Slow Beasts, Easy Life

See Gallery One would wonder why the ox is so preferred by most of the Romanian landscape painters at the turn of the century. One reason is a name, Barbizon. Both Nicolae Grigorescu and Ion Andreescu, the leaders of the generation, were configuring their artistic project in the confines of the French Barbizon School. And Barbizonists were not only consummate landscape painters, but also fond of the cattle, of those animals that look like a landscape themselves, with their huge bodies covered by a patchwork of colors. Massive cows and oxen reign especially in works by Troyon, Dupre and Diaz de la Pena. The Barbizon painters liked deep forests and romantically impressive trees. Oxen, with their heavy bodies, seemed to be part of the same rough, deep nature. In the thoroughly reified symbolism of the Barbizon school, cows and oxen stood, like trees and rocks, for the heaviness of the given, of the natural world that they identified as "the real". Back in Romania, the representatives of the new, realist current, and especially Nicolae Grigorescu, rapidly adapted the Barbizon kit to the homely given. Yet, Nicolae Grigorescu's knack for the grand plains of southern Romania compelled him to elaborate upon the mise-en-scene of his landscapes. His school-stamped preference for oxen was forced to adapt to the local employment of the ox, basically in the ox-drawn cart, as they were used to ship heavy burdens on the dusty roads of the flatland. Thus the oxen, although massive as a given, are usually represented by Grigorescu in a way that is contrary to the traditional, scholarly Barbizon way. Instead of being massive, impressive and a landscape in themselves, they are almost sucked, absorbed and melted into the landscape. Grigorescu's oxen become more and more fine and, sometimes, even immaterial, as they are consumed and compressed there where the hot, sunny skies conflate with the burnt plains. Ox-drawn carts, with their slow pace, appear like a kind of fata morgana in the fields. Their power is sublimated by heat and effort, and their appearance turns into an apparition. Thus a certain immobility emerges, the slowness of the oxen fusing with the dustiness of the road and with the immensity of the open, infinite horizon of the plain. As everything is slowing down, the refrained, contained moves of the people around the oxen become more and more uncertain and unassertive, and the feeling of hard labor suddenly turns into a strange feeling of a paradoxical easiness of the living. This is not strange for Grigorescu, as he tends to de-monumentalize the romantic-realist landscape construction of the Barbizon school and to adapt it to a mix of nostalgia, idyll and picturesque qualities fitting with the local expectations for an art able to construct a peaceful and idealized rural life.By the beginning of the 20th century, a new, mostly urban art and civilization paradigm emerged, and, although perpetuated by Nicolae Grigorescu's epigones, the ox's painterly fate dwindles, as it is replaced by the more adequate animal fetish, the horse. Already Nicolae Grigorescu himself, together with Sava Hentia and other artists who immortalized the Romanian Independence War of 1877, perceived the impact of the figure of the horse in matters of constructing history and national legends with heroic and militaristic vectors. In the early 1900s, the work of Stefan Luchian is produced under the influence of Degas, and especially of his horse-race paintings. The horse is now an epitome of urban standing, of the wealthy, sporty and relaxed bourgeois society. The horse gives a touch of tamed agitation, of velocity and dynamics to the modern and active people who, paradoxically, are engaged not in hard labor, like the peasants next to the oxen, but in frantic entertainment. Men on horses in the early 1900s, in Stefan Luchian's works, are the precise opposite of the men near the oxen in the late 19th century paintings of Nicolae Grigorescu. A slow civilization leaves the place to a rapid one. Nostalgia is followed by stamina.Oxen and horses, their occurrences in the local art world by the turn of the century, incorporate two successive idealized ages of the national civilization (the rural ideal, followed by the urban one), but they also mark the successive influence of two ages of the French modernist School on Romanian art (the Barbizon realists, followed by the late Impressionist work of Degas).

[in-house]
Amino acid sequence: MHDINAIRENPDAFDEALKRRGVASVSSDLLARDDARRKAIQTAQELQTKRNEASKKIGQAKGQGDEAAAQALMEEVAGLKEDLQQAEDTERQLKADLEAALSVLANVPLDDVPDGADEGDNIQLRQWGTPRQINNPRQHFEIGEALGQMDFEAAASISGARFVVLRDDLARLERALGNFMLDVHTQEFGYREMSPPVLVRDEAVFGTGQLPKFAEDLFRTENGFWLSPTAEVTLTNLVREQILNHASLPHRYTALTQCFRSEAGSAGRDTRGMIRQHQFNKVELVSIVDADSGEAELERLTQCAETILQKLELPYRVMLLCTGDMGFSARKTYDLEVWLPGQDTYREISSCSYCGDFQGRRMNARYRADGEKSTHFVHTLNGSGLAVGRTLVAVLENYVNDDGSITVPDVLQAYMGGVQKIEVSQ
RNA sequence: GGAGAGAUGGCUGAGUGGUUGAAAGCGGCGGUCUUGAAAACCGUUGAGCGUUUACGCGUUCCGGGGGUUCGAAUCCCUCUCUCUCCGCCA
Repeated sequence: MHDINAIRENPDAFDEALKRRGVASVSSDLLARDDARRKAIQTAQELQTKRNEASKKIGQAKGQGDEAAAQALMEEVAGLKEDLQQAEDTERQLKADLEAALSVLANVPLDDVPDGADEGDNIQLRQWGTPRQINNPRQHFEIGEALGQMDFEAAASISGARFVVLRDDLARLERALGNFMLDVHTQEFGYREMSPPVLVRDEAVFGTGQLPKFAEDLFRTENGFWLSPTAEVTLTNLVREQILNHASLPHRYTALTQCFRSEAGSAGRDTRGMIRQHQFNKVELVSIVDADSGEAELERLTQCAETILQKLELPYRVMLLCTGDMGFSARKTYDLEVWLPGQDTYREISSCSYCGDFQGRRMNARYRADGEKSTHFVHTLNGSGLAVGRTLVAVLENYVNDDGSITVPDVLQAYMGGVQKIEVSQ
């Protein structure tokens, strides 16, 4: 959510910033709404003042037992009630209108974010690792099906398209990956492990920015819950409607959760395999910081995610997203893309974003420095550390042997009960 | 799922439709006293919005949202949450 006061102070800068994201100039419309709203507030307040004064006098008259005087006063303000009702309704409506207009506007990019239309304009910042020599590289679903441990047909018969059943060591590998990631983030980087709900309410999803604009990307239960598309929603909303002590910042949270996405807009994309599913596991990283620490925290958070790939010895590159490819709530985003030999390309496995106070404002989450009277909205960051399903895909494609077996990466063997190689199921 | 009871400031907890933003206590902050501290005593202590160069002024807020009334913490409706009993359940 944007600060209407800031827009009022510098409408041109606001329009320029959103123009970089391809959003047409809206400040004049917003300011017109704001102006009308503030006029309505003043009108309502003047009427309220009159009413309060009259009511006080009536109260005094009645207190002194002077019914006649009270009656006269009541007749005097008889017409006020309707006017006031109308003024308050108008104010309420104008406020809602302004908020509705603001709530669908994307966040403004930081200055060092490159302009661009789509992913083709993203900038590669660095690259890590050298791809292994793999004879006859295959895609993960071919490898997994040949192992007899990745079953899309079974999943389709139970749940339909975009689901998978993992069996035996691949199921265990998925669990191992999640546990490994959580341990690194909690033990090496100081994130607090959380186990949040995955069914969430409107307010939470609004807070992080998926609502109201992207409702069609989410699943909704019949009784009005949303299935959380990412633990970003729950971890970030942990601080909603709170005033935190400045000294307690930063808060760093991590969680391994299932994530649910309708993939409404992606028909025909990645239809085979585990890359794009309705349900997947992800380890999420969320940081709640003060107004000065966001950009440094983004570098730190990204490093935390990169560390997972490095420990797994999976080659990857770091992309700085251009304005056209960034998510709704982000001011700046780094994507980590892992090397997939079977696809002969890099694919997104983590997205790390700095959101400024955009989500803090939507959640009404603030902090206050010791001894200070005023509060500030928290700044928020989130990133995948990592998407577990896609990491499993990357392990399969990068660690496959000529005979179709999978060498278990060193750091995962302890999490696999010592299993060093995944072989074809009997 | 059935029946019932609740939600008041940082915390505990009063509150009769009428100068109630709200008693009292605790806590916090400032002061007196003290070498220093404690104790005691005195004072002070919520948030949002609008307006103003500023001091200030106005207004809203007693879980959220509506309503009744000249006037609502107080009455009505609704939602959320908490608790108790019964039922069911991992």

by Erwin Kessler